GETENV(9)                 BSD Kernel Developer's Manual                GETENV(9)

     freeenv, kern_getenv, getenv_int, getenv_long, getenv_string, getenv_quad,
     getenv_uint, getenv_ulong, getenv_bool, getenv_is_true, getenv_is_false,
     kern_setenv, testenv, kern_unsetenv — kernel environment variable functions

     #include <sys/param.h>
     #include <sys/systm.h>

     freeenv(char *env);

     char *
     kern_getenv(const char *name);

     getenv_int(const char *name, int *data);

     getenv_long(const char *name, long *data);

     getenv_string(const char *name, char *data, int size);

     getenv_quad(const char *name, quad_t *data);

     getenv_uint(const char *name, unsigned int *data);

     getenv_ulong(const char *name, unsigned long *data);

     getenv_bool(const char *name, bool *data);

     getenv_is_true(const char *name);

     getenv_is_false(const char *name);

     kern_setenv(const char *name, const char *value);

     testenv(const char *name);

     kern_unsetenv(const char *name);

     These functions set, unset, fetch, and parse variables from the kernel's

     The kern_getenv() function obtains the current value of the kernel
     environment variable name and returns a pointer to the string value.  The
     caller should not modify the string pointed to by the return value.  The
     kern_getenv() function may allocate temporary storage, so the freeenv()
     function must be called to release any allocated resources when the value
     returned by kern_getenv() is no longer needed.

     The freeenv() function is used to release the resources allocated by a
     previous call to kern_getenv().  The env argument passed to freeenv() is
     the pointer returned by the earlier call to kern_getenv().  Like free(3),
     the env argument can be NULL, in which case no action occurs.

     The kern_setenv() function inserts or resets the kernel environment
     variable name to value.  If the variable name already exists, its value is
     replaced.  This function can fail if an internal limit on the number of
     environment variables is exceeded.

     The kern_unsetenv() function deletes the kernel environment variable name.

     The testenv() function is used to determine if a kernel environment
     variable exists.  It returns a non-zero value if the variable name exists
     and zero if it does not.

     The getenv_int(), getenv_long(), getenv_quad(), getenv_uint(), and
     getenv_ulong() functions look for a kernel environment variable name and
     parse it as a signed integer, long integer, signed 64-bit integer, unsigned
     integer, or an unsigned long integer, respectively.  These functions fail
     and return zero if name does not exist or if any invalid characters are
     present in its value.  On success, these function store the parsed value in
     the integer variable pointed to by data.  If the parsed value overflows the
     integer type, a truncated value is stored in data and zero is returned.  If
     the value begins with a prefix of “0x” it is interpreted as hexadecimal.
     If it begins with a prefix of “0” it is interpreted as octal.  Otherwise,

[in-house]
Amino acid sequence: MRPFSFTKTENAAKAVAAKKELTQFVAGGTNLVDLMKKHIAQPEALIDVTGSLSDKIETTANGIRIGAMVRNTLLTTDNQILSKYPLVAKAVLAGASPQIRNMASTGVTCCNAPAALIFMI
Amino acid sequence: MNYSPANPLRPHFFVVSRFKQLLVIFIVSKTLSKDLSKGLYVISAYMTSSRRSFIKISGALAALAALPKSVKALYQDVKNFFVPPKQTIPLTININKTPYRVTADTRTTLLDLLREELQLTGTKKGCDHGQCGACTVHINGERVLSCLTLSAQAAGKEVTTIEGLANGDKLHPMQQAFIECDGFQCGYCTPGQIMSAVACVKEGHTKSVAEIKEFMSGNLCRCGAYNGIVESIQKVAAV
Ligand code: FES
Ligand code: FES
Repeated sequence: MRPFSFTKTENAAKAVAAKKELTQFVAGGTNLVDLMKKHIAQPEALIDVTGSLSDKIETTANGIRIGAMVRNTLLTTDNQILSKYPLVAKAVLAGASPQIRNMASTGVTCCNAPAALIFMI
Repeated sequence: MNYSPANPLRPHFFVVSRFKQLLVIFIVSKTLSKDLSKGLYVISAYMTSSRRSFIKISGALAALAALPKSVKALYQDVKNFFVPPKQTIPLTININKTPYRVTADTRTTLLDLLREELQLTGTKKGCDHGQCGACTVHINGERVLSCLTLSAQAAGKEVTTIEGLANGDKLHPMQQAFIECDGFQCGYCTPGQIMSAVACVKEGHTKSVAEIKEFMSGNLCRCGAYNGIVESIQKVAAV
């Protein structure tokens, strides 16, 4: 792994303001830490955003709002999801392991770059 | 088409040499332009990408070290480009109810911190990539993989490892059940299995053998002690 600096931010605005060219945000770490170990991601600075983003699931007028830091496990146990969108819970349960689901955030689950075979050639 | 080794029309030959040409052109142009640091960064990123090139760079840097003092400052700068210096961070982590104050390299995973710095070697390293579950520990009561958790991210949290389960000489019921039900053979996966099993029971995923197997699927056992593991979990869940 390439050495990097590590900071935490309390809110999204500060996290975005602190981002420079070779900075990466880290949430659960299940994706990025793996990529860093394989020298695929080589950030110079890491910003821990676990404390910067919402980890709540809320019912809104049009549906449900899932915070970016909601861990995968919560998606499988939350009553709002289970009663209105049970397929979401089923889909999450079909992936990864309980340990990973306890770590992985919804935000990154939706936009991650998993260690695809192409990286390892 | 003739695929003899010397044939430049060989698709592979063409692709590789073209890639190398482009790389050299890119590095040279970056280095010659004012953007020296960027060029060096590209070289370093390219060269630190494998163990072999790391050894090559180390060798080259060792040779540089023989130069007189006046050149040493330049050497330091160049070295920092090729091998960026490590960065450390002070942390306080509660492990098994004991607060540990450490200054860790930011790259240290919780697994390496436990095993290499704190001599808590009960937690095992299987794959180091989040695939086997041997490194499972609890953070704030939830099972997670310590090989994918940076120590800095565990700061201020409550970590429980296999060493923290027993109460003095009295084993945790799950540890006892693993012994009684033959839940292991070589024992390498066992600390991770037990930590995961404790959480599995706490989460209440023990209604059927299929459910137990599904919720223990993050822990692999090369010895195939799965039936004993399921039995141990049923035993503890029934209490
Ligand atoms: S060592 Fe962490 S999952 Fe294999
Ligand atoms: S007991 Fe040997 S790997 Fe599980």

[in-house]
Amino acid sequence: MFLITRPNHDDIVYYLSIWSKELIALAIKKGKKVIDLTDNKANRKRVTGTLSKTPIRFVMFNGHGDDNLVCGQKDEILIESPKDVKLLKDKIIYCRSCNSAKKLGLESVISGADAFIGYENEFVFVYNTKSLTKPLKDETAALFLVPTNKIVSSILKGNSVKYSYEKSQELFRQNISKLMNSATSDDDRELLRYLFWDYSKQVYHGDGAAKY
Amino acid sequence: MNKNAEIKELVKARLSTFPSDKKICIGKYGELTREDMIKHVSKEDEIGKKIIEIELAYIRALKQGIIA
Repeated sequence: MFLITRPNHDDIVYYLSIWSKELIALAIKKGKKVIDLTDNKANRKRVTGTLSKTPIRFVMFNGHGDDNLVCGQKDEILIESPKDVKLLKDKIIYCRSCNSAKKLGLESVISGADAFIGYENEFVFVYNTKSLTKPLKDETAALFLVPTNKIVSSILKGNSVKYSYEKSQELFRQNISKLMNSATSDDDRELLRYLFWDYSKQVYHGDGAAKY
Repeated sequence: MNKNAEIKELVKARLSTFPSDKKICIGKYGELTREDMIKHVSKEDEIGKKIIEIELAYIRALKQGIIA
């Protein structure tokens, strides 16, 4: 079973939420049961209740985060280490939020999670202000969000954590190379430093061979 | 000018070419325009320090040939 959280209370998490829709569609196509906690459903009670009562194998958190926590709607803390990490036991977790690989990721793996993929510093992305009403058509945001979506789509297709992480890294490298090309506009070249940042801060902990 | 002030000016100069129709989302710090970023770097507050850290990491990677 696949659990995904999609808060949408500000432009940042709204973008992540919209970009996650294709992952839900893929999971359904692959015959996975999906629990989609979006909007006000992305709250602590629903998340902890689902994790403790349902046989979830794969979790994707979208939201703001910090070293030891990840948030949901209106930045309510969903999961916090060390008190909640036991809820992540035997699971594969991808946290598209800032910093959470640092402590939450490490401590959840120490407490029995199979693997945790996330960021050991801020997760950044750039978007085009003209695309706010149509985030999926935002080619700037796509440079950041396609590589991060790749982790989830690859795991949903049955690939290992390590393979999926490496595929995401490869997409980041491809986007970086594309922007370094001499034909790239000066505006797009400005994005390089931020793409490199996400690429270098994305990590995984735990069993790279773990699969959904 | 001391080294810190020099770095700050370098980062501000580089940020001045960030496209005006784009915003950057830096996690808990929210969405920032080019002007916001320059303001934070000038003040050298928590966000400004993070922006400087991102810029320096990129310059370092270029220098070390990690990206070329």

the value is interpreted as decimal.  The value may contain a single
     character suffix specifying a unit for the value.  The interpreted value is
     multiplied by the unit's magnitude before being returned.  The following
     unit suffixes are supported:

           Unit    Magnitude
           k       2^10
           m       2^20
           g       2^30
           t       2^40

     The getenv_string() function stores a copy of the kernel environment
     variable name in the buffer described by data and size.  If the variable
     does not exist, zero is returned.  If the variable exists, up to size - 1
     characters of its value are copied to the buffer pointed to by data
     followed by a null character and a non-zero value is returned.

     The getenv_bool() function interprets the value of the kernel environment
     variable name as a boolean value by performing a case-insensitive
     comparison against the strings "1", "0", "true", and "false".  If the
     environment variable exists and has a valid boolean value, then that value
     will be copied to the variable pointed to by data.  If the environment
     variable exists but is not a boolean value, then a warning will be printed
     to the kernel message buffer.  The getenv_is_true() and getenv_is_false()
     functions are wrappers around getenv_bool() that simplify testing for a
     desired boolean value.

     The kern_getenv() function returns a pointer to an environment variable's
     value on success or NULL if the variable does not exist.

     The kern_setenv() and kern_unsetenv() functions return zero on success and
     -1 on failure.

     The testenv() function returns zero if the specified environment variable
     does not exist and a non-zero value if it does exist.

     The getenv_int(), getenv_long(), getenv_string(), getenv_quad(),
     getenv_uint(), getenv_ulong(), and getenv_bool() functions return a non-
     zero value on success and zero on failure.

     The getenv_is_true() and getenv_is_false() functions return true if the
     specified environment variable exists and its value matches the desired
     boolean condition, and false otherwise.

BSD                            September 21, 2020                            BSD